Home    Purplebricks founder steps down as chief executive

Purplebricks has parted ways with its chief executive and indicated it will scale back its international operations as the struggling online estate agent conceded it had rushed a push into overseas markets.

Michael Bruce, who set up the group in 2012, will leave his role with immediate effect, the company said on Tuesday. He will be replaced by Vic Darvey, who joined as chief operating officer in January from price comparison site Moneysupermarket.com.

Purplebricks — which operates a business model based on vendors paying an upfront fixed fee whether their property sells or not — also indicated it would pull out of Australia and dial back its US presence.

The company’s shares opened down 10 per cent after the announcement on Tuesday morning, before paring some of those losses to trade down 7 per cent by late morning.

The online disrupter, which has been backed by fund manager Neil Woodford since before its 2015 listing, has come under pressure from slowing growth in its core UK market and deteriorating performance in its Australian and US operations. This prompted it to cut its revenue outlook by a quarter in February and replace its US and UK bosses.

Analysts at Berenberg last month slashed their target price for the group by more than 80 per cent as they said limitations had been “laid bare” in its upfront fee model and its capacity for growth was proving smaller than anticipated. They predicted it would either have to abandon its Australian and US operations or raise additional equity.

On Tuesday Purplebricks said it would pull out of the Australian market after two-and-a-half years, citing “increasingly challenging” conditions. It said prospective returns from the country were “not sufficient to justify continued investment”.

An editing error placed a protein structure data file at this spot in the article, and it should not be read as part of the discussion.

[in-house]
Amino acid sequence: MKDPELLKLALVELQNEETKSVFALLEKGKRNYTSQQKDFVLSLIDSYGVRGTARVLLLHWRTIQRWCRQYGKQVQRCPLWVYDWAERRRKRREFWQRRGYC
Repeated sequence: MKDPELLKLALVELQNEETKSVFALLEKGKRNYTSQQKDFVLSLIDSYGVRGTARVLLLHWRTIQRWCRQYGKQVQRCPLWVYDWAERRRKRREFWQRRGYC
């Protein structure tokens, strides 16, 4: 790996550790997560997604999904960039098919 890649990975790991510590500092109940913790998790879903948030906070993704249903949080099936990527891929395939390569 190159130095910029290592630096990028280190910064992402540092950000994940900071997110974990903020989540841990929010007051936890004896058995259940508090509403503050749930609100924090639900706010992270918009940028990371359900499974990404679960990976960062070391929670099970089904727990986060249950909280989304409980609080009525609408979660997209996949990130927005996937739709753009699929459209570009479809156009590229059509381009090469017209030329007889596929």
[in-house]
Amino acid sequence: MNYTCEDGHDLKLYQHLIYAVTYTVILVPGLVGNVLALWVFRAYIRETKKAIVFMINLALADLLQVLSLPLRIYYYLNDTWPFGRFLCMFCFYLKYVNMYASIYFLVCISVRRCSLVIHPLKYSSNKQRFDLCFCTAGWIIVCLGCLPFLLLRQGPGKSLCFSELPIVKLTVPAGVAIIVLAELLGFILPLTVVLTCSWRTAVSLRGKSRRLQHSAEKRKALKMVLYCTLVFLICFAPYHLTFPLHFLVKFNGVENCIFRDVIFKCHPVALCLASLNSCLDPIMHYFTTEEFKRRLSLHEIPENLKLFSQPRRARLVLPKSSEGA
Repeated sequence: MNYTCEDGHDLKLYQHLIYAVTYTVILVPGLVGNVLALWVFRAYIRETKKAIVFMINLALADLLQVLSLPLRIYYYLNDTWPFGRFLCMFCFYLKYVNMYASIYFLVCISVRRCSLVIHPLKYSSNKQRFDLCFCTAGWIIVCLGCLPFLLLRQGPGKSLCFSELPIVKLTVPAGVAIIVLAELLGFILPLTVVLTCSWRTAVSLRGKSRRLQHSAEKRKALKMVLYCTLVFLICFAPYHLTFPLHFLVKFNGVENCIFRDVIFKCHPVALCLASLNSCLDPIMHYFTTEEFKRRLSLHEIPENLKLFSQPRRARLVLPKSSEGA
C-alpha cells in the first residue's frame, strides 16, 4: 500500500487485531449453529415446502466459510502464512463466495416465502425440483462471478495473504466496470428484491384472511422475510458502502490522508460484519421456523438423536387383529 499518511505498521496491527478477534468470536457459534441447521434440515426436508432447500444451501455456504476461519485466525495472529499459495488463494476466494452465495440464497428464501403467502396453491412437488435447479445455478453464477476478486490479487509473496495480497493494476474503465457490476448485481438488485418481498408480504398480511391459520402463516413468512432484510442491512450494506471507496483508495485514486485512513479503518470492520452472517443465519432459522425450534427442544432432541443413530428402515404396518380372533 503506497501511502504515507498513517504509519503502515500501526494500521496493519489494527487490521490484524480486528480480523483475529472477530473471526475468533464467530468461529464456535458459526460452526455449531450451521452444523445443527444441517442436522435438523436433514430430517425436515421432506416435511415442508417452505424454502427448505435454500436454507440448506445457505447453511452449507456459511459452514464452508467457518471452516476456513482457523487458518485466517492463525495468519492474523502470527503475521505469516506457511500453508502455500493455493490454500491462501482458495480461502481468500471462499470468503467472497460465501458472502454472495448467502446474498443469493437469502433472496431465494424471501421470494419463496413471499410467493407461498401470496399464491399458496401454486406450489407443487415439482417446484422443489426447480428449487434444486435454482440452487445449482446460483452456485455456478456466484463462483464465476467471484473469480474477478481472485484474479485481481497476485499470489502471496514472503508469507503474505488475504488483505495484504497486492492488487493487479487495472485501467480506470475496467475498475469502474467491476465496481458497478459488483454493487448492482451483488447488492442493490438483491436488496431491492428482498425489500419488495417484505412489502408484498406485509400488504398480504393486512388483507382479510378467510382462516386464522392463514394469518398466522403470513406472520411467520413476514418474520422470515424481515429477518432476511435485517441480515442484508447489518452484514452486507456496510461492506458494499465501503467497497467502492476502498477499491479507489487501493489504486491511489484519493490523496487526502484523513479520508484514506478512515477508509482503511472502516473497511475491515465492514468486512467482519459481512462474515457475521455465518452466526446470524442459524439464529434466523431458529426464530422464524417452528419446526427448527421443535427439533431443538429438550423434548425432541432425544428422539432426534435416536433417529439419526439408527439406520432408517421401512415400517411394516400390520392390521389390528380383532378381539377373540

In its US business, which has also been struggling, it announced a strategic review and said it had cut investment in marketing and other outgoings in order to reduce expenditure to “sustainable levels”. Its year-old Canadian business is faring better, however.

“With hindsight, our rate of geographic expansion was too rapid and, as a result, the quality of execution has suffered. We have also made suboptimal decisions in allocating capital. We will learn from these errors and will not make them again,” said Paul Pindar, Purplebricks non-executive chairman.

Mr Pindar apologised to shareholders for what he described as a “disappointing” performance over the past 12 months.

Russ Mould, an analyst at AJ Bell, said Tuesday’s announcement was “effectively an admission of failure” for the company.

“Ultimately, Purplebricks has been trying to do too much too fast. It would be better served by fine-tuning the UK operations and slowly expanding overseas one step at a time.”

Mr Bruce founded Purplebricks with his brother Kenneth in 2012 as “the world’s first 24-hour estate agent”, after their previous venture, property group JKM, was wound up.

The brothers, originally from County Antrim in Northern Ireland, had also run another estate agent company, Burchell Edwards, which they sold to rival Connells in 2011, three years after buying it out of administration.

Purplebricks listed on London’s Aim in late 2015, with its shares valued at 100p. They rose to hit a peak of 526p by mid-2017, but have since fallen almost 75 per cent to close at 119p on Tuesday.

Mr Bruce and his wife Isabelle retain an 11 per cent holding in Purplebricks, while Kenneth has a 3 per cent stake.

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